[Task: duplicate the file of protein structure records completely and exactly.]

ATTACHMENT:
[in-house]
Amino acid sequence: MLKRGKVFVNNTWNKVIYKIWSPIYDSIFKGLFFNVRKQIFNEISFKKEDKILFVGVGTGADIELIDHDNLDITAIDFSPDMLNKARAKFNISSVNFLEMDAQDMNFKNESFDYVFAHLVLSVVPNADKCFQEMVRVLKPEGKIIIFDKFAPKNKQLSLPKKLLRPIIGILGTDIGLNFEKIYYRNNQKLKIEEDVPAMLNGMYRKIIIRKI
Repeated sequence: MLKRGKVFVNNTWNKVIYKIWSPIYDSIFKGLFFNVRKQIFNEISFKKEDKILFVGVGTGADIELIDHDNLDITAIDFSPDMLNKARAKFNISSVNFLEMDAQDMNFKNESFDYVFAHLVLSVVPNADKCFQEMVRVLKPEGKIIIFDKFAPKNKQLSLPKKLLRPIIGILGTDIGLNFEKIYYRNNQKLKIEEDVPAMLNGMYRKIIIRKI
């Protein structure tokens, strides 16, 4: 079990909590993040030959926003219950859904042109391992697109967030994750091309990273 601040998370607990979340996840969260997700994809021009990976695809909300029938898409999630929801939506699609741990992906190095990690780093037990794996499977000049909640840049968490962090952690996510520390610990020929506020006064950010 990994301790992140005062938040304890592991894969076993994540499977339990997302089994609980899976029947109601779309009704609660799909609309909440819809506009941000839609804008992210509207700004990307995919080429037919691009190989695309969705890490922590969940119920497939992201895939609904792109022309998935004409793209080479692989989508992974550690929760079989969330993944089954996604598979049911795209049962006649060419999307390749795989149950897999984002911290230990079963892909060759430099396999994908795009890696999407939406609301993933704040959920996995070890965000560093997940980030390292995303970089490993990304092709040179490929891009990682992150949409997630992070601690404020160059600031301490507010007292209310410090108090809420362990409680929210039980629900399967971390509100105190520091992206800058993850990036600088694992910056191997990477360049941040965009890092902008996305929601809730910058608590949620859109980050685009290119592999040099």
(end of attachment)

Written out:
[in-house]
Amino acid sequence: MLKRGKVFVNNTWNKVIYKIWSPIYDSIFKGLFFNVRKQIFNEISFKKEDKILFVGVGTGADIELIDHDNLDITAIDFSPDMLNKARAKFNISSVNFLEMDAQDMNFKNESFDYVFAHLVLSVVPNADKCFQEMVRVLKPEGKIIIFDKFAPKNKQLSLPKKLLRPIIGILGTDIGLNFEKIYYRNNQKLKIEEDVPAMLNGMYRKIIIRKI
Repeated sequence: MLKRGKVFVNNTWNKVIYKIWSPIYDSIFKGLFFNVRKQIFNEISFKKEDKILFVGVGTGADIELIDHDNLDITAIDFSPDMLNKARAKFNISSVNFLEMDAQDMNFKNESFDYVFAHLVLSVVPNADKCFQEMVRVLKPEGKIIIFDKFAPKNKQLSLPKKLLRPIIGILGTDIGLNFEKIYYRNNQKLKIEEDVPAMLNGMYRKIIIRKI
């Protein structure tokens, strides 16, 4: 079990909590993040030959926003219950859904042109391992697109967030994750091309990273 601040998370607990979340996840969260997700994809021009990976695809909300029938898409999630929801939506699609741990992906190095990690780093037990794996499977000049909640840049968490962090952690996510520390610990020929506020006064950010 990994301790992140005062938040304890592991894969076993994540499977339990997302089994609980899976029947109601779309009704609660799909609309909440819809506009941000839609804008992210509207700004990307995919080429037919691009190989695309969705890490922590969940119920497939992201895939609904792109022309998935004409793209080479692989989508992974550690929760079989969330993944089954996604598979049911795209049962006649060419999307390749795989149950897999984002911290230990079963892909060759430099396999994908795009890696999407939406609301993933704040959920996995070890965000560093997940980030390292995303970089490993990304092709040179490929891009990682992150949409997630992070601690404020160059600031301490507010007292209310410090108090809420362990409680929210039980629900399967971390509100105190520091992206800058993850990036600088694992910056191997990477360049941040965009890092902008996305929601809730910058608590949620859109980050685009290119592999040099």